The availability of high-throughput gene expression profiling technologies currently allows researchers to study the gene expression profile of hybrids relative to the inbred parents . In general, most of these studies focused on characterizing gene expression patterns in single heterotic hybrid compared with the two parents. In this study, we investigated the gene expression profiles of two maize hybrids with common paternal line and different maternal lines using digital gene expression (DGE) technologies, in order to elucidate the molecular mechanism of heterosis and genetic effect of maternal lines.
Materials and Methods
Sample collection and RNA extraction
The two maize hybrids Zhengdan985, Anyu5 and their parents Ye478, Zheng58, and Chang7-2 were grown under similar field conditions with three replications. Ten mature seeds of each material were collected at 40 days after fertilization and frozen in liquid nitrogen. Mature embryos were extracted from seeds by hand using scalpels. Three replicate embryo samples of each genotype were mixed equally, and total RNA was extracted with Trizol (Invitrogen).
Library construction and sequencing
The mRNAs were purified from 6 g of total RNA (300 ng/μl) using poly (T) oligo-attached magnetic beads. After mRNA’s binding, cDNA synthesis was performed. Double strand cDNA was introduced into the cDNA fragment digested by NlaIII endonuclease and the binding fragment containing sequences of CATG site and adjacent poly (A) tail in 3′ end. After the precipitation of 3′ cDNA fragment, Illumina adaptor 1 was added to 5′ end. Both adaptor 1 and CATG site can be recognized by Mme I, which cut at downstream CATG site and produce fragment of 17 bp tags with adaptor 1. Adaptor 2 was added to the 3′ end of these tags after getting rid of fragment with beads in 3′ end. These sequences were prepared for Solexa sequencing. Transcriptome sequencing was performed by sequencing by synthesis method on the Illumina platform at BGI-Shenzhen (China). The data size per sample was 500 Mbp.
Gene expression classification
Clean-tags were obtained by filtering the adaptor sequences and removing low-quality sequences (containing ambiguous bases). The clean tags were then mapped to the reference genome and genes of the maize available at ftp://ftp.maizesequence.org/pub/maize/release-5b . Only the tags with perfect match or one mismatch were further considered and annotated on the basis of reference genes. The expression level of each gene was estimated by the frequency of clean tags and then normalized to number of transcripts per million clean tags (TPM), which is a standard method that is extensively used in differential gene expression analysis . The expression level of each gene was measured by the normalized number of matched clean tags.
Identification of differentially expressed genes (DEGs) and gene annotations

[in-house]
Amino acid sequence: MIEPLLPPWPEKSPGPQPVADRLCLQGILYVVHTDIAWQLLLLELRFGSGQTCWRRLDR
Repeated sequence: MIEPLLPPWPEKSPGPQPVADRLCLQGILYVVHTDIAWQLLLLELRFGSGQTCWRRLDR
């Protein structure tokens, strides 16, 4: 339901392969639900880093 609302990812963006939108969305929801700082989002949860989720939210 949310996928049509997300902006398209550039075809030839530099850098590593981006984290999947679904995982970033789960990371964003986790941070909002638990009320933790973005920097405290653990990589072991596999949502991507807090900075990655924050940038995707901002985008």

For each sequenced library, software package edgeR was used to adjust the read counts by one scaling normalized factor . Differential expression analysis was performed by DEGseq program package for comparisons among samples . Significant DEGs were defined with the Benjamini and Hochberg corrected P-value < 0.05 .
Gene ontology (GO) enrichment analyses were conducted according to Benjamini’s study . When the GO database was searched, the GO categorization of all DEGs was displayed as three categories for cellular component, molecular function, and biological process. A GO term was considered significantly enriched if it had a hypergeometric test P < 0.05, a Benjamini and Hochberg (BH) FDR < 0.1.
Classification of gene expression patterns
Gene expression in hybrids compared to their parents can be classified into additive and non-additive expression. Among non-additive expression, the hybrid gene expression displays a significantly higher level or lower level than both parents, and the two instances have been previously designated above high-parent and below low-parent expression  or under-and over-dominance . Moreover, there is such a phenomenon that hybrid gene expression levels which equal that of one parent and differ from that of the other parent in non-additive expression patterns. This phenomenon is termed expression-level dominance (ELD).
Transcriptome analysis of Zhengdan958, Anyu5 and their parental lines
In this study, we sequenced five mature embryos DGE libraries from three inbred parents (Zheng58, Ye478 and Chang7-2) and two F1 hybrids (Zheng58×Chang7-2 = Zhengdan958; Ye478×Chang7-2 = Anyu5) by massive parallel sequencing on the Illumina platform at BGI-Shenzhen, China. The number of tags for each gene was calculated and normalized to TPM. Given the robustness of subsequent data analysis, only transcripts with more than one TPM were considered as expressed genes. Using these criteria, we obtained 12,859 unique tag-matched genes for Zhengdan958, 13,191 unique tag-matched genes for Anyu5, 13,294 unique tag-matched genes for Zheng58, 12,965 unique tag-matched genes for Ye478, and 12,551 unique tag-matched genes for Chang7-2 (S1 Table). For convenience, we hereafter use AA, BB and CC representing Zheng58, Ye478 and Chang7-2, respectively. Thus, AC indicates Zhengdan958, and BC denotes Anyu5.